Mining tenements generally fall into two broad categories, exploration tenements and production tenements. The most common forms of tenure are exploration and prospecting licences, and mining leases.

Exploration tenements are issued on the basis of a ‘first in time’ principle, subject to complying with conditions such as paying rent and minimum expenditure requirements each year. It is not possible to have a tenement and do nothing with it. These exploration tenements are granted for five years and while there is the possibility of extension, part of the tenement must be surrendered if the term is renewed.

If the holder of the exploration tenement gets lucky and there is an indication of a mineral deposit, they have priority to apply for a mining lease.

In Western Australia, a mining lease can only be assigned under authorisation of the Mining Act. The longest lease term is 21 years, with the right of renewal. A mining lease gives the holder exclusive rights to conduct mining activity on the property. Like exploration tenements, mining leases are usually granted subject to a range of conditions.

Currently, there are over 22,000 mining titles on issue in Western Australia, covering some 54 million hectares. Accurate mapping is obviously essential as is overall title management through an electronic database. All of this complexity is necessary for an efficient mining system with integrity.

As the mining industry develops, so does the regulatory regime. As the industry further develops, so does the capacity for a greater degree of self-regulation. This is the stage of the Western Australian mining industry. Reforms underway include processing tenements online, the online tracking of project approvals, an industry wide fund for the rehabilitation of old mine sites, and improvements to environmental regulation.

It is in the area of mining law and mining regulation that the Western Australian Government has something to offer to developing African nations. A simple, consistent and easily understood system is what is needed. For Africa, there is an advantage to having similar systems across neighbouring countries. That will make it easier for existing mining companies and more attractive for future investment. That has been part of the discussion with the COMESA group.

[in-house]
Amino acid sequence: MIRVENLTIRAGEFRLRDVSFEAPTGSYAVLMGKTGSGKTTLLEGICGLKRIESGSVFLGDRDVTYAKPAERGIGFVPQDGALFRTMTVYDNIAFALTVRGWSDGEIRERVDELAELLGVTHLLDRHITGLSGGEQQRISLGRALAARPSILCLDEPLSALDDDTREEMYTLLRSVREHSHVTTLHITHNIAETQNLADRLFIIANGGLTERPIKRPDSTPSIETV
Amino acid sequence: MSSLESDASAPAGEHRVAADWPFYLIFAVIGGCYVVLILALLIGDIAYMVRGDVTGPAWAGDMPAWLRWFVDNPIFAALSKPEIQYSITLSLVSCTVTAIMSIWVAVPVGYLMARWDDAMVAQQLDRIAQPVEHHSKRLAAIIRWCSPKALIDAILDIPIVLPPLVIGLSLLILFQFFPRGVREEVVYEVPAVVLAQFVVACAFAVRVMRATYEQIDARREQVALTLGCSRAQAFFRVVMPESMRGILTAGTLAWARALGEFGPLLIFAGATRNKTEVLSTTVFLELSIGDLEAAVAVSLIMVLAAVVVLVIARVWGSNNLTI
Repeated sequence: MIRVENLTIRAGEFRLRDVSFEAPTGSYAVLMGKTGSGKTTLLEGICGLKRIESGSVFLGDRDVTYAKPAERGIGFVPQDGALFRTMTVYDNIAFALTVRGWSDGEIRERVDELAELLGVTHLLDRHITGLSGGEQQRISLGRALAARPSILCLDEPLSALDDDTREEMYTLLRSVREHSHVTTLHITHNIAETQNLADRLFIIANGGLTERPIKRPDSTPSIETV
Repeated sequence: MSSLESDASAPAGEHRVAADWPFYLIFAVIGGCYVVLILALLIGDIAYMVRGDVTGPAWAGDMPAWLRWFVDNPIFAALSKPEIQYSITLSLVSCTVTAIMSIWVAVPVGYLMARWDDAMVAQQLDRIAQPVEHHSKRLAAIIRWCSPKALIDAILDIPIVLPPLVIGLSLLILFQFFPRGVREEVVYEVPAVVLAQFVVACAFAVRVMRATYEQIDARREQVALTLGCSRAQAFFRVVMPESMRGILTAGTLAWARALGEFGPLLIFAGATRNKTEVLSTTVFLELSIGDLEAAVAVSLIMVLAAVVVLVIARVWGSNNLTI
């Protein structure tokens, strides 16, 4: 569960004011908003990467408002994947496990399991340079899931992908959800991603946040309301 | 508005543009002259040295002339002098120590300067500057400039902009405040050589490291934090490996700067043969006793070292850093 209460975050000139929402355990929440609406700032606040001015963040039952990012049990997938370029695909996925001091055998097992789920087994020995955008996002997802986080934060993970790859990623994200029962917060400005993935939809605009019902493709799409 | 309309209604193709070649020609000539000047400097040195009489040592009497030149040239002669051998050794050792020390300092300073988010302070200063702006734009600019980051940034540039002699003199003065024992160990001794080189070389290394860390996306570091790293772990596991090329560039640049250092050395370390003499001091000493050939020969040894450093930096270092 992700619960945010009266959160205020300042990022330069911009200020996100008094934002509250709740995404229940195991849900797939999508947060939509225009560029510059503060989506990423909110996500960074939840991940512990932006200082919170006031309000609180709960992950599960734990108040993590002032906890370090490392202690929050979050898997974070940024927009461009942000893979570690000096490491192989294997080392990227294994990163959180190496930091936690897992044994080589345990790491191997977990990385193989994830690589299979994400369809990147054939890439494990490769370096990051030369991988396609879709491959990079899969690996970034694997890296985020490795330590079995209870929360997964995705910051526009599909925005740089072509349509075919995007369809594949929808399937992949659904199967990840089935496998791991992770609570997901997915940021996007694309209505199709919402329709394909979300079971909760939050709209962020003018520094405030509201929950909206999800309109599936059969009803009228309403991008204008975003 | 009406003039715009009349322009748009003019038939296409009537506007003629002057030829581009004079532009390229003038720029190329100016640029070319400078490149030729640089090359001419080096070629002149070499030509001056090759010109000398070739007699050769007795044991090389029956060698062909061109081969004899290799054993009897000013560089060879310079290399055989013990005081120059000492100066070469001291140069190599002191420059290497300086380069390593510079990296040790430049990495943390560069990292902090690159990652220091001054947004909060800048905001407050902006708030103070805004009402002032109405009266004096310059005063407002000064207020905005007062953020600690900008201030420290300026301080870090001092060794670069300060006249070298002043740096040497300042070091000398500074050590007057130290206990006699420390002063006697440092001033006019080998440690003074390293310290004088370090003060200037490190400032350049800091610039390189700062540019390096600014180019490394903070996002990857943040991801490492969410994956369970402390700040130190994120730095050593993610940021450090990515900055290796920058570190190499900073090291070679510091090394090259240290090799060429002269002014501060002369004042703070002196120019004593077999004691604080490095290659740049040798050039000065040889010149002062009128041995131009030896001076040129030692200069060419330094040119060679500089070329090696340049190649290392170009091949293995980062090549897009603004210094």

Paying a Fair Price

It is a mistake to allow the extraction of a natural resource without a fair return to the host country. No matter what other benefits are on offer, there is no substitute to a direct revenue stream from the mineral or petroleum resource.

It is also a mistake to confuse the taxation of company profits with the price paid to purchase a mineral. One is a tax, the other is a sale price.

In Australia there is a constitutional separation of ownership. Natural resources are owned by state governments if they are on land or within three miles of the coastline. Offshore resources, beyond that limit, are owned by the national government. Other examples of where the mineral is owned and the royalty is collected at the state, provincial or regional level are Canada, Peru, Argentina and India. In the USA, the resources belong to the land owner. I don’t recommend that model. I remember a slightly humorous meeting with an American head of a global resources company who, when discussing a Western Australian project, held the view that the company owned the resource. Needless to say, I promptly corrected him.

For Africa, to the best of my knowledge, mineral and petroleum resources are owned by national governments. There are some variations including South Africa and the Democratic Republic of the Congo, which have a system of state custodianship as the basis for regulatory control over minerals and mining.

For Western Australia, as the owner of the minerals, a royalty is collected at 10 per cent of the mine head value. This is an ad valorem charge that picks up movements in price and volume. It is a sale price that is set by law and is non-negotiable.